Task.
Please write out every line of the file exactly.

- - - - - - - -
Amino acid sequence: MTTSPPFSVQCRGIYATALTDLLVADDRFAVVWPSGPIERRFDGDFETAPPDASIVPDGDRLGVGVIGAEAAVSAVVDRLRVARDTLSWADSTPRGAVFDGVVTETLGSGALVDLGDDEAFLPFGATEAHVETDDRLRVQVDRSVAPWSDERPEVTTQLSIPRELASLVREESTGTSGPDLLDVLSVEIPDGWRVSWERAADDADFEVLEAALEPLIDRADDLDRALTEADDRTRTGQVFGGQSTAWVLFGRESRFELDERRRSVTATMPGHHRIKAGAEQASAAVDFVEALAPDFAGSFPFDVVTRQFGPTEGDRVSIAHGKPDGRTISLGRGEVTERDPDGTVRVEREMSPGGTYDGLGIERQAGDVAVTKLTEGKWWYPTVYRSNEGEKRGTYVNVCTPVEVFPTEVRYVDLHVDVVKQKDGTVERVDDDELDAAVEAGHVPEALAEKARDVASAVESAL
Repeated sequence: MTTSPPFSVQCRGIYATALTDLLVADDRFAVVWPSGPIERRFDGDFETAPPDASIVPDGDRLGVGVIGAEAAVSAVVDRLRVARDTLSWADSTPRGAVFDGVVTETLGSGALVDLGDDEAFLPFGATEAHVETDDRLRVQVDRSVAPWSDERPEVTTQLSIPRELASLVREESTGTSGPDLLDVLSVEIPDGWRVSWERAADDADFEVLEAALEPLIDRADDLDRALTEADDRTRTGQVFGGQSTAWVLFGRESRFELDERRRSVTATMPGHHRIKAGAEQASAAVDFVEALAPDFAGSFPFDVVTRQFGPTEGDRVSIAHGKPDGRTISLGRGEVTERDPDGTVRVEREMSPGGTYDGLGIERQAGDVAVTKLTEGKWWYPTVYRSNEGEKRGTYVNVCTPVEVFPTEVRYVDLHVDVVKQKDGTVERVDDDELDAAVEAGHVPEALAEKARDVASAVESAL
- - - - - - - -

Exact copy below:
Amino acid sequence: MTTSPPFSVQCRGIYATALTDLLVADDRFAVVWPSGPIERRFDGDFETAPPDASIVPDGDRLGVGVIGAEAAVSAVVDRLRVARDTLSWADSTPRGAVFDGVVTETLGSGALVDLGDDEAFLPFGATEAHVETDDRLRVQVDRSVAPWSDERPEVTTQLSIPRELASLVREESTGTSGPDLLDVLSVEIPDGWRVSWERAADDADFEVLEAALEPLIDRADDLDRALTEADDRTRTGQVFGGQSTAWVLFGRESRFELDERRRSVTATMPGHHRIKAGAEQASAAVDFVEALAPDFAGSFPFDVVTRQFGPTEGDRVSIAHGKPDGRTISLGRGEVTERDPDGTVRVEREMSPGGTYDGLGIERQAGDVAVTKLTEGKWWYPTVYRSNEGEKRGTYVNVCTPVEVFPTEVRYVDLHVDVVKQKDGTVERVDDDELDAAVEAGHVPEALAEKARDVASAVESAL
Repeated sequence: MTTSPPFSVQCRGIYATALTDLLVADDRFAVVWPSGPIERRFDGDFETAPPDASIVPDGDRLGVGVIGAEAAVSAVVDRLRVARDTLSWADSTPRGAVFDGVVTETLGSGALVDLGDDEAFLPFGATEAHVETDDRLRVQVDRSVAPWSDERPEVTTQLSIPRELASLVREESTGTSGPDLLDVLSVEIPDGWRVSWERAADDADFEVLEAALEPLIDRADDLDRALTEADDRTRTGQVFGGQSTAWVLFGRESRFELDERRRSVTATMPGHHRIKAGAEQASAAVDFVEALAPDFAGSFPFDVVTRQFGPTEGDRVSIAHGKPDGRTISLGRGEVTERDPDGTVRVEREMSPGGTYDGLGIERQAGDVAVTKLTEGKWWYPTVYRSNEGEKRGTYVNVCTPVEVFPTEVRYVDLHVDVVKQKDGTVERVDDDELDAAVEAGHVPEALAEKARDVASAVESAL